The Philippines has been successful over the past decade in developing a Business Process Outsourcing (BPO) industry that generates US$11 billion annually, with an ambitious goal of expanding this to $25 billion by the year 2016. (This in a country with a GDP of about $200 billion.)
This future concerns the industry’s leaders, who face “a looming talent supply gap,” in the words of the Business Process Association Philippines (BPAP). A recent meeting in Makati Metro Manila addressed the issue, focusing on several programs that BPAP has developed.
The goal is to attract, recruit, and develop the 1.1 new employees the industry will require to meet its 2016 goal. One keystone is something called the Global Competitive Assessment Tool (GCAT), described by BPAP Executive Talent Director Penny Bongato as “(measuring) the skills gaps and areas of improvement of test takers, to guide schools and companies in designing appropriate interventions.”
Advanced English Proficiency Training (aka AdEPT) is another tool, driven by leaders who don’t want to lose the country’s current advantage in this area among Asian nations. English is an official language here, with an inflection and spelling that is more American than British.
Scholarship programs – to which country President Benigno Aquino III committed more than $10 million on behalf of the national government last year – form another key building block, as are programs that will reach into the nation’s high schools to encourage IT-related career paths.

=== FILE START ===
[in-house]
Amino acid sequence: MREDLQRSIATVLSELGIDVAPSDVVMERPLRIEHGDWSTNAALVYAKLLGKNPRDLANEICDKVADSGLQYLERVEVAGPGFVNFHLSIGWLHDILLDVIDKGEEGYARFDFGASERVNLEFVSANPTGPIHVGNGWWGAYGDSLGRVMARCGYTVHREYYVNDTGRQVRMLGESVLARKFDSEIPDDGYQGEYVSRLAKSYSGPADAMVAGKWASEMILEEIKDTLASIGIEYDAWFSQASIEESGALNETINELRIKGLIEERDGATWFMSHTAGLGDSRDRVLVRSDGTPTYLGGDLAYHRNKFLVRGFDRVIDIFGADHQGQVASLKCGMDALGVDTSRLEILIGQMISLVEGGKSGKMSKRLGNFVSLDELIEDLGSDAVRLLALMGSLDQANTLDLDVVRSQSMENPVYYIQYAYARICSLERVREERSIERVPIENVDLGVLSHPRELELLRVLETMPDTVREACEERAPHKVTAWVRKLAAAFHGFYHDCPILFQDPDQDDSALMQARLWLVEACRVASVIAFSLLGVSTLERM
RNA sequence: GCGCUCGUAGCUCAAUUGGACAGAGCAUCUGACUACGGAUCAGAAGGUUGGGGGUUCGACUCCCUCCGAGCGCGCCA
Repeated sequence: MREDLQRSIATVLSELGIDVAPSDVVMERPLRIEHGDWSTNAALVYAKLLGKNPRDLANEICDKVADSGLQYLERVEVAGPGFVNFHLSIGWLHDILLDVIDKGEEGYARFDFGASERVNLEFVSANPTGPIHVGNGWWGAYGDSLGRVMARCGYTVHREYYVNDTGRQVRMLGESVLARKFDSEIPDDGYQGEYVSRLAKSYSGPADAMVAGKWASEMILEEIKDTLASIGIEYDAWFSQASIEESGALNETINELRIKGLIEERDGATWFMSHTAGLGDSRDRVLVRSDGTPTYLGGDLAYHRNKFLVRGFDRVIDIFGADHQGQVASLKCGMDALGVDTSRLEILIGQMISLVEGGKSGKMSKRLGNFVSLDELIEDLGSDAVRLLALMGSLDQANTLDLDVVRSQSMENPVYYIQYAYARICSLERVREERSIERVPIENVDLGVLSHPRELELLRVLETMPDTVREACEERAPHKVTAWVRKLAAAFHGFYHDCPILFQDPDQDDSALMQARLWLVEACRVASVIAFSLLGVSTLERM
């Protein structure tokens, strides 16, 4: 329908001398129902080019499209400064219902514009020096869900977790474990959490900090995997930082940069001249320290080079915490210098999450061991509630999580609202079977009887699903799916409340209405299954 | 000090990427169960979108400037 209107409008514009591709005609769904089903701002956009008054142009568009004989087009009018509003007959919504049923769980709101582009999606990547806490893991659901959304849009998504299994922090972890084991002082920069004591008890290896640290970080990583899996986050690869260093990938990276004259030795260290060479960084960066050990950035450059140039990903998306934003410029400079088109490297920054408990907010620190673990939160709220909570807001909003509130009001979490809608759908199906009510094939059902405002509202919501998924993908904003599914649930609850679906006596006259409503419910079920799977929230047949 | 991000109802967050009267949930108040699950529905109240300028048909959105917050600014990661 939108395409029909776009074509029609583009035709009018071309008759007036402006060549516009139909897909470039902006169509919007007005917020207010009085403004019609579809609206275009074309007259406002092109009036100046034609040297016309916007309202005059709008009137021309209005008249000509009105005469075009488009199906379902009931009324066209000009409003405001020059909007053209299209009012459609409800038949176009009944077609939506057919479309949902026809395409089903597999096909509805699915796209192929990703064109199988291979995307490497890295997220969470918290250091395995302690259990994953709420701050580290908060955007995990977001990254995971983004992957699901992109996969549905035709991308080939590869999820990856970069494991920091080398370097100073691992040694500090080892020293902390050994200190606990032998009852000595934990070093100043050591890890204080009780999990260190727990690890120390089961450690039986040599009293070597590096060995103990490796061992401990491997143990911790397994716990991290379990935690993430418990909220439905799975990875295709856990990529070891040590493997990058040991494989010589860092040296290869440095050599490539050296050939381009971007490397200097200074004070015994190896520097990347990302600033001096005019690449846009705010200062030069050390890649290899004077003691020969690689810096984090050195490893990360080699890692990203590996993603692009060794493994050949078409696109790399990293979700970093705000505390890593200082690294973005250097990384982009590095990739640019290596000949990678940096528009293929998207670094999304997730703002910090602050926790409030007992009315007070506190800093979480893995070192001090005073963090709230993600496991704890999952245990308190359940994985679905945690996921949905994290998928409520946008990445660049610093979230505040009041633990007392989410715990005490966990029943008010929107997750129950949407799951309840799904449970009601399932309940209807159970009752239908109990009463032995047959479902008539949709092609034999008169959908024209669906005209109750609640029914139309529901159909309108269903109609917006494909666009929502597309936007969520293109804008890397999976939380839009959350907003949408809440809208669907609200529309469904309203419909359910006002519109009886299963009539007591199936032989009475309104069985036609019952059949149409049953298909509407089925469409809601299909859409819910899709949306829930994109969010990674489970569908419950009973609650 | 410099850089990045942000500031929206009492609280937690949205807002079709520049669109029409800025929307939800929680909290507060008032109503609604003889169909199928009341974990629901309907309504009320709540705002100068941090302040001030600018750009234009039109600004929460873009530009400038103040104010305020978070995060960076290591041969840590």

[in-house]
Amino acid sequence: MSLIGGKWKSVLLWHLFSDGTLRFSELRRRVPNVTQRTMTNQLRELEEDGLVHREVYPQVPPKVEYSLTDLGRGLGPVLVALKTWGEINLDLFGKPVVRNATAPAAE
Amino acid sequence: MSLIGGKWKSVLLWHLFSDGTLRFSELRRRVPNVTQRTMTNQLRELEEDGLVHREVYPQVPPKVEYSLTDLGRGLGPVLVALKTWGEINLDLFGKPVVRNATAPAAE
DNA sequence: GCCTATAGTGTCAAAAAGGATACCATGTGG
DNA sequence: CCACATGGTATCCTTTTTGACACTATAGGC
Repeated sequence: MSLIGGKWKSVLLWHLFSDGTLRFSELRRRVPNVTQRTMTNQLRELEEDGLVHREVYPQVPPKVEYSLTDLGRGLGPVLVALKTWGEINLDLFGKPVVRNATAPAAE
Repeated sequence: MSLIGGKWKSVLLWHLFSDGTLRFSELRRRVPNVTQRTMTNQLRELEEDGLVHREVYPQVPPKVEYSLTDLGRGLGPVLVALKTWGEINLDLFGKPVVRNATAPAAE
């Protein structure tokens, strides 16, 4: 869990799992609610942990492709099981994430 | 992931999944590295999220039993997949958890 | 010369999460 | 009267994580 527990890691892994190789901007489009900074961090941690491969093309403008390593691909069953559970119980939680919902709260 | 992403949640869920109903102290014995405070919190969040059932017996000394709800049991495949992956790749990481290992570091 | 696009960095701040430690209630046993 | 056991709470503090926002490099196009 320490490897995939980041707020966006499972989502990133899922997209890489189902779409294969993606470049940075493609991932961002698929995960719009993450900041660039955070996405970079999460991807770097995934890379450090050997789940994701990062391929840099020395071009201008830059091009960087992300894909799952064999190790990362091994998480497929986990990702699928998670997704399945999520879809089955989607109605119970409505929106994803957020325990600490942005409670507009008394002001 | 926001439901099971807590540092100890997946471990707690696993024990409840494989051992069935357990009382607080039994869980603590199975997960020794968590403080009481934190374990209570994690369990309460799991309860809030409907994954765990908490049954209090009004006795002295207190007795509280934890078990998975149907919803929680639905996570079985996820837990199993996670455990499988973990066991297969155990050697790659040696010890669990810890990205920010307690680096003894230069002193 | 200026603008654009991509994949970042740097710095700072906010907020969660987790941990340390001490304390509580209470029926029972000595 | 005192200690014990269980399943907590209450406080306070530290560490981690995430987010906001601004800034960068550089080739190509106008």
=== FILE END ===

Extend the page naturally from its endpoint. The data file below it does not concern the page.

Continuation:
Time for a New Tradition
The Philippines remains a traditional country in which a student’s career path is often undertaken only after serious discussion within the family, and in which the lightning career changes found in the US seem impetuous and remain a foreign concept.
Furthermore, the IT in general and BPO in particular don’t yet have the prestige associated with careers in field such as medical, legal, and accounting. Yet the BPO industry continues to swim upstream into more IT-centric branches from its call-center roots, and the modern era of web services, cloud computing, and big data are making inroads here.
BPAP is attempting through its programs to reach and entice that next generation of young businesspeople to consider IT-related careers. It is also developing an Executive Development Program to “provide forward-thinking leadership and management education for executives who already hold key positions in IT-BP companies,” according to Bongato.
“The Philippines is at an inflection point,” according to BPAP CEO Benedict Hernandez. “We have the opportunity to take global leadership positions in many IT-BP sectors. (This) will take a huge concerted effort of all key industry players working very closely with all branches of government…(but) otherwise we could miss out on this rare opportunity.”Tyler Purcell is an American outsourcing consultant with offices in Florida and the Philippines. Tyler's vast experience in the call center outsourcing field offers clients access to experience, personal care, and excellent service. If you would like to contact Tyler directly with any questions about the outsourcing, BPO, or call center industry, you can reach him via sales (at) outsourcebpo.com